Quoting Quiverfull: College Illusion?

Jenny Chancey from Ladies Against Feminism – January 26, 2013

We’ve been saying for years that the brick-and-mortar model was outdated and would go the way of the dodo. We’ve been mocked and misquoted and told we’re trying to prevent women from getting an education, when that’s absolutely not the case. We’re just in favor of a real education that doesn’t involve a lifetime of debt repayment and brainwashing in leftist philosophies. Now we’re finding more and more articles in mainstream publications and on education blogs that are dismissing the idea of the four-year campus-centered model of higher education.

Comments open below

QUOTING QUIVERFULL is a regular feature of NLQ – we present the actual words of noted Quiverfull leaders and ask our readers: What do you think? Agree? Disagree? This is the place to state your opinion. Please, let’s keep it respectful – but at the same time, we encourage readers to examine the ideas of Quiverfull honestly and thoughtfully.

NLQ Recommended Reading …

Breaking Their Will: Shedding Light on Religious Child Maltreatment‘ by Janet Heimlich

Quivering Daughters‘ by Hillary McFarland

Quiverfull: Inside the Christian Patriarchy Movement‘ by Kathryn Joyce

 

 

About Suzanne Calulu
  • chervil

    “We’re just in favor of a real education that doesn’t involve a lifetime of debt repayment and brainwashing in leftist philosophies. ”

    Well OK then, Jenny, it’s a real win-win, isn’t it. If your kids stay home, then our kids have more opportunities for the type of education we like and you hate, it just opens up more space for them. I don’t see a problem with that. It works both ways, if your kids are better off at home, I’m less worried about my kids having to interact on a daily basis with judgmental Christianists like Jenny and her crackpot ideas on creationism, gender roles, biblical cherry picking, cognitive dissonance and blatant lies and smears.

    My daughter is heading to school soon, we’ve already had this discussion a few times.

  • http://concerningpurity.blogspot.com Lynn

    I don’t have a problem with people foregoing the 4-year college model of education in favor of something different that will meet their specific needs. And there are plenty of schools out there that aren’t as liberal as many of the major universities. But I suspect the author’s definition of a *real* education is not an education at all, but some kind of training to be a housewife. That, I’m not okay with.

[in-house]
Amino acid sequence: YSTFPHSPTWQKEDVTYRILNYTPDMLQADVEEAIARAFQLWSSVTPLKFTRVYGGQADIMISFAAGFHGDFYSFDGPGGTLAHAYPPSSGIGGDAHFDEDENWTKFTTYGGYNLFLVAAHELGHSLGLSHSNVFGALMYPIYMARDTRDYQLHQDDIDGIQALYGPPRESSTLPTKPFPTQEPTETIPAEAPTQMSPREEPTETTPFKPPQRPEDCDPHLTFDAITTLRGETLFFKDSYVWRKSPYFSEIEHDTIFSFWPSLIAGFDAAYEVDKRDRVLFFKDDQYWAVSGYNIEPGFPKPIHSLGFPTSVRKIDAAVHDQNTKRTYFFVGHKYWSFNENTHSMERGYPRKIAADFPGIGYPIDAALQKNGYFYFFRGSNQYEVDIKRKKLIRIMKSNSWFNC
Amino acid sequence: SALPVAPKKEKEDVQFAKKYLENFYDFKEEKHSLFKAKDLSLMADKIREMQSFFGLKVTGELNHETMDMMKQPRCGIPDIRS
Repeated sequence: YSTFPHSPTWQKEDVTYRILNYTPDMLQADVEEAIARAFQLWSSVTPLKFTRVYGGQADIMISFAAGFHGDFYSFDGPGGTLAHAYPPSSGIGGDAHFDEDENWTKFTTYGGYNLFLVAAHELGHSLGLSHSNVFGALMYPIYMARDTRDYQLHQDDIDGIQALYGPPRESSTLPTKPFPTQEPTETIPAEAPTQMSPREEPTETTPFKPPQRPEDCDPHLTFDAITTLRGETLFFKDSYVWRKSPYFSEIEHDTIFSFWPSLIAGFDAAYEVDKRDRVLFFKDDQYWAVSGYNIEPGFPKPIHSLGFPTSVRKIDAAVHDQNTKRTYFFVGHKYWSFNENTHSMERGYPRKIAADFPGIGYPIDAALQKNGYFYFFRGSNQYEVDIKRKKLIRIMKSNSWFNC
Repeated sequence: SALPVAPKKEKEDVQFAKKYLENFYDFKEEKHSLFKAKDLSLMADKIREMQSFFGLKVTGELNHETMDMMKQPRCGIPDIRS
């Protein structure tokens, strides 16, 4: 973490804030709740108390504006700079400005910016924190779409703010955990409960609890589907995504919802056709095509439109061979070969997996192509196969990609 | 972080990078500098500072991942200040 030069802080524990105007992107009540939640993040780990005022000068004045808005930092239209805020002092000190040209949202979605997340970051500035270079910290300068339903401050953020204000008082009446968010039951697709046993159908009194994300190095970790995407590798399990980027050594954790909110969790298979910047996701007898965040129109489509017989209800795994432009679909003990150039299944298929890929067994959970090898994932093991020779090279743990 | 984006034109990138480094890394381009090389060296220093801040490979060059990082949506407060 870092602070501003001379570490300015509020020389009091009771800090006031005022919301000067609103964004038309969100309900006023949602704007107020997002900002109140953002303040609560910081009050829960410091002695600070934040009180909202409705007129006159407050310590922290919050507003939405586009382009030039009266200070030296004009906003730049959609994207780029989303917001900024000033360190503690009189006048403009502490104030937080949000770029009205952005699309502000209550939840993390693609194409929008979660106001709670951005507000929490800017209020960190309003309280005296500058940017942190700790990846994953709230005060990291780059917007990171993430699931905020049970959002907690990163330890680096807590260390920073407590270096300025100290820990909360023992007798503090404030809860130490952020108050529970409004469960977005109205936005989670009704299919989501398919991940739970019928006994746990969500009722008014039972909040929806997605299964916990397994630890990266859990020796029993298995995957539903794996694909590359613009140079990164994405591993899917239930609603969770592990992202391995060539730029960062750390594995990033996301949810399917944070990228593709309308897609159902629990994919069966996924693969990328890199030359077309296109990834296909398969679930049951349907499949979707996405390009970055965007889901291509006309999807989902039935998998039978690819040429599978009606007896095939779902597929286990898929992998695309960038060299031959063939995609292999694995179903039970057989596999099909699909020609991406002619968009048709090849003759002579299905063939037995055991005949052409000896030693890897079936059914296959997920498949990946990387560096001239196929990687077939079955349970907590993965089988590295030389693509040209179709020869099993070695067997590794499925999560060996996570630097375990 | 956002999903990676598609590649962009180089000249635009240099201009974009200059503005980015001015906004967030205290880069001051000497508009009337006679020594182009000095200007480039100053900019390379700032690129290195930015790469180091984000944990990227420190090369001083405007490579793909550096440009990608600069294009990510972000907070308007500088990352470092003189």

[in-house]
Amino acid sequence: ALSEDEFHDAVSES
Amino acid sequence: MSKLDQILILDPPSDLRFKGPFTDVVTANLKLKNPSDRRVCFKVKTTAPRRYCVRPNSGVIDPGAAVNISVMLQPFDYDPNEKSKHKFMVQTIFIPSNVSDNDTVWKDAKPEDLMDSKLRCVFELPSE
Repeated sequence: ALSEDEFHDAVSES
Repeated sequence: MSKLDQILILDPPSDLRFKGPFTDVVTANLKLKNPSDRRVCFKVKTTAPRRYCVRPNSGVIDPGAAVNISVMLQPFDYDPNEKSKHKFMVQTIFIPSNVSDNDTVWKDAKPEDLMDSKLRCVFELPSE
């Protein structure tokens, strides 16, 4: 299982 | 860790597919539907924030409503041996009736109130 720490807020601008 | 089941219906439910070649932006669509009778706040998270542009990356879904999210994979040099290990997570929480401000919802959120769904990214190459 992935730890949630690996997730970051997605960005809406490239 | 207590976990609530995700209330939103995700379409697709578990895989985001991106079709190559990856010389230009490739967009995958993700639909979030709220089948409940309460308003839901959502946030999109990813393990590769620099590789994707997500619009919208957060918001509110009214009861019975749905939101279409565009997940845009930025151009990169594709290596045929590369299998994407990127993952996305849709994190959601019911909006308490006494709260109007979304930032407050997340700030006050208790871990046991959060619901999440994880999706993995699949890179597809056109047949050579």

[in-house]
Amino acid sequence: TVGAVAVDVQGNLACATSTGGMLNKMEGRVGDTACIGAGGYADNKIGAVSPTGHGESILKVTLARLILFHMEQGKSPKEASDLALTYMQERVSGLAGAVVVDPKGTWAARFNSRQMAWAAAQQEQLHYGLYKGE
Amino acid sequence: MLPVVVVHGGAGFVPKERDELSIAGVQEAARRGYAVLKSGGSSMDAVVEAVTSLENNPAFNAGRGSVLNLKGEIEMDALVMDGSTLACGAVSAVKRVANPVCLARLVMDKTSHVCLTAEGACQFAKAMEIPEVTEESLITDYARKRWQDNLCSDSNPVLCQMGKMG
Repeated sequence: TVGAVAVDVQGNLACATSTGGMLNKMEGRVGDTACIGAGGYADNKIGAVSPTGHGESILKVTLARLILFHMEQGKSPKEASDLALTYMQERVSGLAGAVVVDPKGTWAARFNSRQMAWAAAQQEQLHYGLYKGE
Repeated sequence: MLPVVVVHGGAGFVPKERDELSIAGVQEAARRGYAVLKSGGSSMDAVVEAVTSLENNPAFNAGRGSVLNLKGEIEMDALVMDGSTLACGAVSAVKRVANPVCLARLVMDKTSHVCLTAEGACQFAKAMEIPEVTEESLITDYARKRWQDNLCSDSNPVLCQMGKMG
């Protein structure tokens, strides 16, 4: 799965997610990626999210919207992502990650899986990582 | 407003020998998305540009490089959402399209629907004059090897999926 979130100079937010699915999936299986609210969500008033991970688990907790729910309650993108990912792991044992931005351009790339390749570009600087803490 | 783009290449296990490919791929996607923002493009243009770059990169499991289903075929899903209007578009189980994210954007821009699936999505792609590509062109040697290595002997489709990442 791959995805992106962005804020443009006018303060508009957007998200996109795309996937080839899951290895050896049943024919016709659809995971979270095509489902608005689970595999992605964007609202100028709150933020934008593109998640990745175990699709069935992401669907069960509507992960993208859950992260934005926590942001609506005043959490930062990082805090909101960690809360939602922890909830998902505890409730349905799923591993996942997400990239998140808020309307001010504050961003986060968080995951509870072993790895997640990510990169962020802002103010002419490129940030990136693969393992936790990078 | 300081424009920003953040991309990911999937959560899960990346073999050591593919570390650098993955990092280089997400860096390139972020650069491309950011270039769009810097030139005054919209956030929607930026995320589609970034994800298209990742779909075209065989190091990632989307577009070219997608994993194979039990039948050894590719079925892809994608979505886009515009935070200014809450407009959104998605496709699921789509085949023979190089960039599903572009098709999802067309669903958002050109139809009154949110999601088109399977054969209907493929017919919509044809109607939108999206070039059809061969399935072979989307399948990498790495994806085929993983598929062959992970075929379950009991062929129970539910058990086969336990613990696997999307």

• RodeoBob

    We’re just in favor of a real education that doesn’t involve a lifetime of debt repayment and brainwashing in leftist philosophies
    (emphasis mine)
    Nice attempted misdirection there, especially since the articles they link approvingly to are only about debt repayment and not about ideology. What does one have to do with the other? Absolutely nothing.

    It’s a bit like saying “For years I’ve been in favor of high-efficiency light bulbs and a velociraptor-free home, and I was mocked and opposed for it! But now, people are coming around. Look at these articles on compact fluorescent light bulbs!”

    The mockery and resistance have nothing to do with the former, and everything to do with the latter…

  • chervil

    lol, RodeoBob. Well said. +1 Internet.

  • Nea

    None of these things are like the other. (RodeoBob has a great analogy.) Mainstream media is discussing 4 years vs. 2 years; actual campus vs. virtual campus; rising prices. These have nothing at all to do with ideology and only a little to do with each other. Throwing them all together is like comparing apples to oranges to kiwi fruit and then saying “My beliefs are better!”

    And the bit about brainwashing makes me giggle, considering that we all know that what they really mean by “real education” is to wash brains in *their* brand of detergent.

  • http://calulu.blogspot.com Calulu